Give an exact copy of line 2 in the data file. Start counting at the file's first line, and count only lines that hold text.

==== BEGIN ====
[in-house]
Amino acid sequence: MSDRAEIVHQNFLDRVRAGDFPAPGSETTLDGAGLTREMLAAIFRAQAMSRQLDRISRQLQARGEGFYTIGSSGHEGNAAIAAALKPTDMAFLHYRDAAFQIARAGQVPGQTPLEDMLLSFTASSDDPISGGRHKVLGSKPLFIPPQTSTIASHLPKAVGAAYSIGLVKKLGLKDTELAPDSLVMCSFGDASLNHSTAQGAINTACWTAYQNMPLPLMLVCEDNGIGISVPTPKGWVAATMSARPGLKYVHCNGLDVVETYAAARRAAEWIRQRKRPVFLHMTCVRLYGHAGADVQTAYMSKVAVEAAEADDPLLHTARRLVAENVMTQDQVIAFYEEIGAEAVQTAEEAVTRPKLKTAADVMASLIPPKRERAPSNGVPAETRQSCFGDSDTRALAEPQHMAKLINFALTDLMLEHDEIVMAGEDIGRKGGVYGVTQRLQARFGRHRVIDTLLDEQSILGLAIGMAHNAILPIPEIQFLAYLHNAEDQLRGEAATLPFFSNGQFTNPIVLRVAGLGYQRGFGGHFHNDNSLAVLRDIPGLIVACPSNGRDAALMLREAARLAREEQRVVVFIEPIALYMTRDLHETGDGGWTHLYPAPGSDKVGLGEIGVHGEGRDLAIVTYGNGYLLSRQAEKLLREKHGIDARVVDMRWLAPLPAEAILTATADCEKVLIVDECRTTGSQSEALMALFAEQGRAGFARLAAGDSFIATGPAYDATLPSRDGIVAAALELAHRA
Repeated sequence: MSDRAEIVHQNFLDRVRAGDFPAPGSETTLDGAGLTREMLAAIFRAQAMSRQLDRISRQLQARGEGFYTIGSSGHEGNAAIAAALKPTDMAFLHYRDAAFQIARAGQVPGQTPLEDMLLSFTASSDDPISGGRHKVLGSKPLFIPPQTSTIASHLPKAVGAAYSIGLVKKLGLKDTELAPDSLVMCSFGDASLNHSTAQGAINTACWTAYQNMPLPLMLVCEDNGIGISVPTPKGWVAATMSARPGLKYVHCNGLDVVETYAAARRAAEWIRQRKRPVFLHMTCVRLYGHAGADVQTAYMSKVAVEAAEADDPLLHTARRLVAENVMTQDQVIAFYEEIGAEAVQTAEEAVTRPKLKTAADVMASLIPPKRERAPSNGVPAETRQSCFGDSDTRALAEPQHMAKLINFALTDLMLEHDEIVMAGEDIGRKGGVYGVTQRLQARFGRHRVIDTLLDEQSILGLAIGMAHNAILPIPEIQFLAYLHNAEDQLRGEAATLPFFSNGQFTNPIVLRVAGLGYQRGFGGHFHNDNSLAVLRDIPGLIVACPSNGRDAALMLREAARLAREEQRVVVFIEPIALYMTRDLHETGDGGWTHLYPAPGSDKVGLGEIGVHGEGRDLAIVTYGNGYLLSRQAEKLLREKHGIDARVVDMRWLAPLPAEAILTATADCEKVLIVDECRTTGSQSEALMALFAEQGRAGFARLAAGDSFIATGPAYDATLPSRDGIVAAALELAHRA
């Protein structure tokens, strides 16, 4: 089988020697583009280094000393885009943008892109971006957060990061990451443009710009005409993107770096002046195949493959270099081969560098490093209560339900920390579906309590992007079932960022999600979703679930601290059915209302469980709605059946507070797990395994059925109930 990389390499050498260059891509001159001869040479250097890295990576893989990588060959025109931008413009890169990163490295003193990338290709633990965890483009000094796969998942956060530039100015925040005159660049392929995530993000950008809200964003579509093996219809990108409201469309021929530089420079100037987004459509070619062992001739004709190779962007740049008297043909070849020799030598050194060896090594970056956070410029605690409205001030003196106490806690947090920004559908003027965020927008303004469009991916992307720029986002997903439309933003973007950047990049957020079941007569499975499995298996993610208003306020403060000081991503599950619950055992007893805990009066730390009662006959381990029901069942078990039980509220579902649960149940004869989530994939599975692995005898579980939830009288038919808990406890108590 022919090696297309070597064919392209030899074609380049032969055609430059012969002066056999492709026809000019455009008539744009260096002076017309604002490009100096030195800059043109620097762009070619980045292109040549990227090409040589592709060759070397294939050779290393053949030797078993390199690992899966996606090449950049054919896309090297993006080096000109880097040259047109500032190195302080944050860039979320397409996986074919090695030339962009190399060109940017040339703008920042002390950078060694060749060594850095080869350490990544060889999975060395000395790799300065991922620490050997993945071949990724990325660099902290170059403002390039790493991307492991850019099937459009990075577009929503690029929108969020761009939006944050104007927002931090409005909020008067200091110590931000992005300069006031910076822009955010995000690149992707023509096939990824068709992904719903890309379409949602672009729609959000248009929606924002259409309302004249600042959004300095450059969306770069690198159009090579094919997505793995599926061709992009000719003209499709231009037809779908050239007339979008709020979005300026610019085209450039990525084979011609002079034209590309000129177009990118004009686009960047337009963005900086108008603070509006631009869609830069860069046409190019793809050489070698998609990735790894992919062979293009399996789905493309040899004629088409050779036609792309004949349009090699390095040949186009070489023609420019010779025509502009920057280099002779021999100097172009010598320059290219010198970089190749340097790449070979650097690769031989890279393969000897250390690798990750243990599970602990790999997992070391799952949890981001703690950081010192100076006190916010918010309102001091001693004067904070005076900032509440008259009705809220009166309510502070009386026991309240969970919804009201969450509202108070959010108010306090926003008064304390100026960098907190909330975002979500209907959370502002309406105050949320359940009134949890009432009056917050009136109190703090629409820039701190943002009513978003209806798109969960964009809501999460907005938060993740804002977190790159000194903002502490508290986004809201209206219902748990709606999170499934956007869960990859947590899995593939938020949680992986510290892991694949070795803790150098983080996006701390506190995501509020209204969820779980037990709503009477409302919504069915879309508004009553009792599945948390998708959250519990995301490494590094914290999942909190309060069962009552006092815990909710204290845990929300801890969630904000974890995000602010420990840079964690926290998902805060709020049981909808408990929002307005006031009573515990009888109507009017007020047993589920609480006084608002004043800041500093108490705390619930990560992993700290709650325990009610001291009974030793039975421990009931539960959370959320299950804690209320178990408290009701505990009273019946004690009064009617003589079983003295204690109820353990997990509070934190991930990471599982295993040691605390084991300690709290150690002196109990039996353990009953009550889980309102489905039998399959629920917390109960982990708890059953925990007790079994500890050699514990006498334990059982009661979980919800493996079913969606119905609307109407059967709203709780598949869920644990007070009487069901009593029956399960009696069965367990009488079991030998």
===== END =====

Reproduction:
Amino acid sequence: MSDRAEIVHQNFLDRVRAGDFPAPGSETTLDGAGLTREMLAAIFRAQAMSRQLDRISRQLQARGEGFYTIGSSGHEGNAAIAAALKPTDMAFLHYRDAAFQIARAGQVPGQTPLEDMLLSFTASSDDPISGGRHKVLGSKPLFIPPQTSTIASHLPKAVGAAYSIGLVKKLGLKDTELAPDSLVMCSFGDASLNHSTAQGAINTACWTAYQNMPLPLMLVCEDNGIGISVPTPKGWVAATMSARPGLKYVHCNGLDVVETYAAARRAAEWIRQRKRPVFLHMTCVRLYGHAGADVQTAYMSKVAVEAAEADDPLLHTARRLVAENVMTQDQVIAFYEEIGAEAVQTAEEAVTRPKLKTAADVMASLIPPKRERAPSNGVPAETRQSCFGDSDTRALAEPQHMAKLINFALTDLMLEHDEIVMAGEDIGRKGGVYGVTQRLQARFGRHRVIDTLLDEQSILGLAIGMAHNAILPIPEIQFLAYLHNAEDQLRGEAATLPFFSNGQFTNPIVLRVAGLGYQRGFGGHFHNDNSLAVLRDIPGLIVACPSNGRDAALMLREAARLAREEQRVVVFIEPIALYMTRDLHETGDGGWTHLYPAPGSDKVGLGEIGVHGEGRDLAIVTYGNGYLLSRQAEKLLREKHGIDARVVDMRWLAPLPAEAILTATADCEKVLIVDECRTTGSQSEALMALFAEQGRAGFARLAAGDSFIATGPAYDATLPSRDGIVAAALELAHRA